A Legend that LastsApril 15, 2012
It’s funny how the faces of some games shine brighter, even on a tiny little screen.
After what turned out to be the relative disappointment of Ice Climber, I needed something that I knew I would enjoy, something that had never disappointed me no matter how many times I returned to it. Looking at the 8-bit offerings on display, my eyes kept flitting back and forth, back and forth…
The Legend of Zelda might actually be my favorite NES game of all time. Mere mention of the name triggers the “Overworld Theme” in my head, a miniature 8-bit symphony that can last for days. It’s the only game that I’ve played start to finish enough times to legitimately have a case that I’ve memorized it; I could tell you where the blue ring is, where every heart container is, which gravestone the old man with the magical sword is in, and so on. It’s a game I’ve been able to relax and enjoy while whipping through it, taking down dungeons and bosses like it’s my job, planting bombs on inconspicuous walls to find even the most hidden of treasures (though I do still have to pay the “door repair charge” on occasion).
My only real hiccup so far has been the sixth dungeon, in which the ever-despised Blue Wizzrobes took me for a ride after one of those walking gullets called Like-Likes took my fancy shield away.
As of this writing, I am on the 9th dungeon and looking for a Red Ring, a Silver Arrow, and Ganon himself. The 9th dungeon is something like the 1986 version of Ocarina of Time‘s famous and infamous Water Dungeon, a confusing and difficult slog through difficult enemies, passageways that lead to other passageways, and a factory’s worth of doors that require keys. It is a dungeon that reminded me of 8-bit gaming’s utter willingness to trap you in a place where your only means of escape is either suicide or the Reset button.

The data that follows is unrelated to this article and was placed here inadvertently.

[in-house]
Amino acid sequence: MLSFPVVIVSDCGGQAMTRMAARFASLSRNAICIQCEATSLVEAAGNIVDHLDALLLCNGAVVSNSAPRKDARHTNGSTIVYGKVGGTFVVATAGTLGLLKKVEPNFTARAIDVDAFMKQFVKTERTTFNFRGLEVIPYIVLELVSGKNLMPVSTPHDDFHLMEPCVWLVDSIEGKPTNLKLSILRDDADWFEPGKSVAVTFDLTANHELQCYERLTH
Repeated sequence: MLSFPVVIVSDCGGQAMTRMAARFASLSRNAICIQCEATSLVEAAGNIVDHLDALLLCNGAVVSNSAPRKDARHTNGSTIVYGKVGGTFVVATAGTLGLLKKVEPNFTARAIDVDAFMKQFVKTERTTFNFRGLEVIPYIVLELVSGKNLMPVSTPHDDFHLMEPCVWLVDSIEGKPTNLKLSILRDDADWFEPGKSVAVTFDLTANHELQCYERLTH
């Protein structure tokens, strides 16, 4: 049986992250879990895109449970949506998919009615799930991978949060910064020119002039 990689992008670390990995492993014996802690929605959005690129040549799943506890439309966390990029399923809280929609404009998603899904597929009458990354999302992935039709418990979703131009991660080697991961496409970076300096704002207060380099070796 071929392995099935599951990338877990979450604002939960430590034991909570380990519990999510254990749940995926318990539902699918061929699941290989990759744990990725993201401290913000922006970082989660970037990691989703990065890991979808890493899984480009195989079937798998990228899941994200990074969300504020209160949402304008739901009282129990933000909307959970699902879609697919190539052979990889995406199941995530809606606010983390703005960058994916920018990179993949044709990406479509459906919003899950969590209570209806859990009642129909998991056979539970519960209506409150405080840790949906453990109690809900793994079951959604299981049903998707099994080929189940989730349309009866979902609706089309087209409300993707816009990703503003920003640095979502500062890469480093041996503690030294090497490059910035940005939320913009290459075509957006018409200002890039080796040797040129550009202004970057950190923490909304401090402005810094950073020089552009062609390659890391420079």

Yes, I forgot to dig the Master Key out of the eighth dungeon. Of course, I paid dearly for my oversight, reduced to stabbing an old man so his fire would slowly, painfully (shoot fireballs at me and) kill me.
Being trapped in The Legend of Zelda is a startling thing, given that it is largely an extremely open and forgiving game, full of fairies and potions and stray hearts all strategically placed in such a way as to keep you going and make sure you can stay alive and explore as much of the world is possible, almost at your leisure. Sure, it’s not really a good idea to go anywhere near the sword-throwing Lynels before you have a Magical Shield or a Blue Ring, but even that’s not impossible if you’re determined enough. That the game would actually physically keep me from progression due to an oversight on my part, well, I hadn’t experienced that since maybe 1987. Given the intricacy of the dungeon design elsewhere, it’s honestly pretty impressive that such situations don’t happen more often.
Pondering the difficulty of this ninth dungeon, it seems hard to imagine that Zelda‘s second quest could offer up a more difficult version. It occurs to me that for all the times I’ve played through the first quest, I have never actually beaten the second quest; as a purist who tries to refuse all outside help in solving a given game, the second quest has always eluded me. I have always given up before conquering it; putting as much work as I did into learning the first quest exhausted my capacity for adventure. I suspect I moved on to something else meaning to cleanse my palette, never coming back as I intended.
This realization reveals a hole in my Legend of Zelda experience, a hole that must quickly be filled.